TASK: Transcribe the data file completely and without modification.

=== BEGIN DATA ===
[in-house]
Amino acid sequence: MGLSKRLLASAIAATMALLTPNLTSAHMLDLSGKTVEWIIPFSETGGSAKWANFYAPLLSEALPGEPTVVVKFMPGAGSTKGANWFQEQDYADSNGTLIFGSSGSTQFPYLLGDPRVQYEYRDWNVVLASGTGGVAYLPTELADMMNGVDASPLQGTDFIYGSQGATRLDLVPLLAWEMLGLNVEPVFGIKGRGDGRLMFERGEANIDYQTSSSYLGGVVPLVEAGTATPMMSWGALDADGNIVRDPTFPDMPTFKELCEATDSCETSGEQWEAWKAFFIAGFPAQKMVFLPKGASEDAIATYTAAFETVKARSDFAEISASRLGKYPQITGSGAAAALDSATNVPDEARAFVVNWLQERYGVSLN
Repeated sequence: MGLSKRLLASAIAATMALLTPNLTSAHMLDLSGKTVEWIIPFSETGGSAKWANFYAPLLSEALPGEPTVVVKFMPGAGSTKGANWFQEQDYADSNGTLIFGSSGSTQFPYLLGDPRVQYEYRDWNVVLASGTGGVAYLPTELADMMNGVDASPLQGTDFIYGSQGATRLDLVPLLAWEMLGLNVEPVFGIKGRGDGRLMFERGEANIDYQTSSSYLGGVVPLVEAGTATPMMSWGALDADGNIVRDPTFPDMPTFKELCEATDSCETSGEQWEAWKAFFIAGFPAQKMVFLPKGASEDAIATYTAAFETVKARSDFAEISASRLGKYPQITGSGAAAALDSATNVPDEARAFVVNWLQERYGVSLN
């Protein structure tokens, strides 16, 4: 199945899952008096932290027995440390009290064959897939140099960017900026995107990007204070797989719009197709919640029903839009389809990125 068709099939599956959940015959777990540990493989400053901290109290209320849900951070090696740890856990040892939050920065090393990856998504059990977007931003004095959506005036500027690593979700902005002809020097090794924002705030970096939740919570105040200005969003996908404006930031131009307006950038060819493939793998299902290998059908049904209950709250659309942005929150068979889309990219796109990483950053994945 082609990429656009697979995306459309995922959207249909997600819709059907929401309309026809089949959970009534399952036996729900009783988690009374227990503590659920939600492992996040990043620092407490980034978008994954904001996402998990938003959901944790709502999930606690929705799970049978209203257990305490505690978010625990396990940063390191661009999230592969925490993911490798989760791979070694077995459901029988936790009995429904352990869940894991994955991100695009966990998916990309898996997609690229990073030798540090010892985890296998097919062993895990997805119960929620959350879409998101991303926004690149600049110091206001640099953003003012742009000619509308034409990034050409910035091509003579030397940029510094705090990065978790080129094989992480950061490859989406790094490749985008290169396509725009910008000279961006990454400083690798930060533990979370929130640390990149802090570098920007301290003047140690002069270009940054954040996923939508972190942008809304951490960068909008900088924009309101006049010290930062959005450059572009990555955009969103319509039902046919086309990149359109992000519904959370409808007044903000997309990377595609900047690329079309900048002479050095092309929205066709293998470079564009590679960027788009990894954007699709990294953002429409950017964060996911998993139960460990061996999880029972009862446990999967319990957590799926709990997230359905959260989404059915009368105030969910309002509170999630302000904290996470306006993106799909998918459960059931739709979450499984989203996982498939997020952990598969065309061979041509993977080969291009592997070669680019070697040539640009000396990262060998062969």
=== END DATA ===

[in-house]
Amino acid sequence: MGLSKRLLASAIAATMALLTPNLTSAHMLDLSGKTVEWIIPFSETGGSAKWANFYAPLLSEALPGEPTVVVKFMPGAGSTKGANWFQEQDYADSNGTLIFGSSGSTQFPYLLGDPRVQYEYRDWNVVLASGTGGVAYLPTELADMMNGVDASPLQGTDFIYGSQGATRLDLVPLLAWEMLGLNVEPVFGIKGRGDGRLMFERGEANIDYQTSSSYLGGVVPLVEAGTATPMMSWGALDADGNIVRDPTFPDMPTFKELCEATDSCETSGEQWEAWKAFFIAGFPAQKMVFLPKGASEDAIATYTAAFETVKARSDFAEISASRLGKYPQITGSGAAAALDSATNVPDEARAFVVNWLQERYGVSLN
Repeated sequence: MGLSKRLLASAIAATMALLTPNLTSAHMLDLSGKTVEWIIPFSETGGSAKWANFYAPLLSEALPGEPTVVVKFMPGAGSTKGANWFQEQDYADSNGTLIFGSSGSTQFPYLLGDPRVQYEYRDWNVVLASGTGGVAYLPTELADMMNGVDASPLQGTDFIYGSQGATRLDLVPLLAWEMLGLNVEPVFGIKGRGDGRLMFERGEANIDYQTSSSYLGGVVPLVEAGTATPMMSWGALDADGNIVRDPTFPDMPTFKELCEATDSCETSGEQWEAWKAFFIAGFPAQKMVFLPKGASEDAIATYTAAFETVKARSDFAEISASRLGKYPQITGSGAAAALDSATNVPDEARAFVVNWLQERYGVSLN
């Protein structure tokens, strides 16, 4: 199945899952008096932290027995440390009290064959897939140099960017900026995107990007204070797989719009197709919640029903839009389809990125 068709099939599956959940015959777990540990493989400053901290109290209320849900951070090696740890856990040892939050920065090393990856998504059990977007931003004095959506005036500027690593979700902005002809020097090794924002705030970096939740919570105040200005969003996908404006930031131009307006950038060819493939793998299902290998059908049904209950709250659309942005929150068979889309990219796109990483950053994945 082609990429656009697979995306459309995922959207249909997600819709059907929401309309026809089949959970009534399952036996729900009783988690009374227990503590659920939600492992996040990043620092407490980034978008994954904001996402998990938003959901944790709502999930606690929705799970049978209203257990305490505690978010625990396990940063390191661009999230592969925490993911490798989760791979070694077995459901029988936790009995429904352990869940894991994955991100695009966990998916990309898996997609690229990073030798540090010892985890296998097919062993895990997805119960929620959350879409998101991303926004690149600049110091206001640099953003003012742009000619509308034409990034050409910035091509003579030397940029510094705090990065978790080129094989992480950061490859989406790094490749985008290169396509725009910008000279961006990454400083690798930060533990979370929130640390990149802090570098920007301290003047140690002069270009940054954040996923939508972190942008809304951490960068909008900088924009309101006049010290930062959005450059572009990555955009969103319509039902046919086309990149359109992000519904959370409808007044903000997309990377595609900047690329079309900048002479050095092309929205066709293998470079564009590679960027788009990894954007699709990294953002429409950017964060996911998993139960460990061996999880029972009862446990999967319990957590799926709990997230359905959260989404059915009368105030969910309002509170999630302000904290996470306006993106799909998918459960059931739709979450499984989203996982498939997020952990598969065309061979041509993977080969291009592997070669680019070697040539640009000396990262060998062969």